|View across to Alotau town from top Goilani|
I have been married to Agai, a man of the above mentioned domain for the last 24 years and it hasn't been easy, let me tell you that!
|Agai Saul January 2008 at East Cape|
After serving(with a smile of course!) porridge for breaky, macaroni cheese for lunch and meat with three well boiled soggy veg for dinner, nary a dish of rice or kaukau in sight, guests seemed to be inclined to cut their visits to two days maximum and take off to the houses of other relatives.
As a bonus, nobody much favours our residence on subsequent trips to Alotau. By using the Selective Feeding Method, I now control who comes to stay and for how long which keeps the marital relationship sweet!
The concept of housing and how to use it is entirely different in the mind of a Pacific Islander. Here I am in my Dimdim(local term for European) designed house thinking that since our three bedrooms are filled already with ourselves, other family members should tactfully notice that we have no room to accommodate extras.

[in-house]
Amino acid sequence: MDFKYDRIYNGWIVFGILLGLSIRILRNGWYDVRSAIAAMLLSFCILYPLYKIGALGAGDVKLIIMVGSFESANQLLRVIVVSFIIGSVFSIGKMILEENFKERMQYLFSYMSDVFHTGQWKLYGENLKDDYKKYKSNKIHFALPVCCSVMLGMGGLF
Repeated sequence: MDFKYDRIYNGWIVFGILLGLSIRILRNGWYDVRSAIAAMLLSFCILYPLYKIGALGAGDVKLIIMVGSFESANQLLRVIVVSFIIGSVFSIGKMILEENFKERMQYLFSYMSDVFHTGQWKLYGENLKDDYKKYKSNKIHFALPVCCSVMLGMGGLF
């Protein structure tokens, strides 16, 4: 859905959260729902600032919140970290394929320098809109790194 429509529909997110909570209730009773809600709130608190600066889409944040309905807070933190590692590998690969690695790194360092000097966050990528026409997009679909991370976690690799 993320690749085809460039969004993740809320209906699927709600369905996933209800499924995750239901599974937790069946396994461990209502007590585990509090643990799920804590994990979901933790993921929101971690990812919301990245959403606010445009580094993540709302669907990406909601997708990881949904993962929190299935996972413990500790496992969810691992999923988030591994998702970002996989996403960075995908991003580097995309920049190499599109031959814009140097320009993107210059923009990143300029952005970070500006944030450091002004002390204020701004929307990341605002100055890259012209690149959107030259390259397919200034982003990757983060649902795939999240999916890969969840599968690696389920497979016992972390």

|Kales and Sunema on the verandah of our Alotau home|
Perhaps it's lucky that being born a Libran, I can see both sides of the fence from where I sit on top. Looking down on one side there are "my" people who have a tendency to treat ethnic others with inverted snobbery, condescension and worse. On the ethnic side of the fence my adopted people look at the rest of the Caucasian populace with some amusement and more than a little jealousy of their economical status.
|Self, Sunny Boi, Golden Gurl and Agai 2000|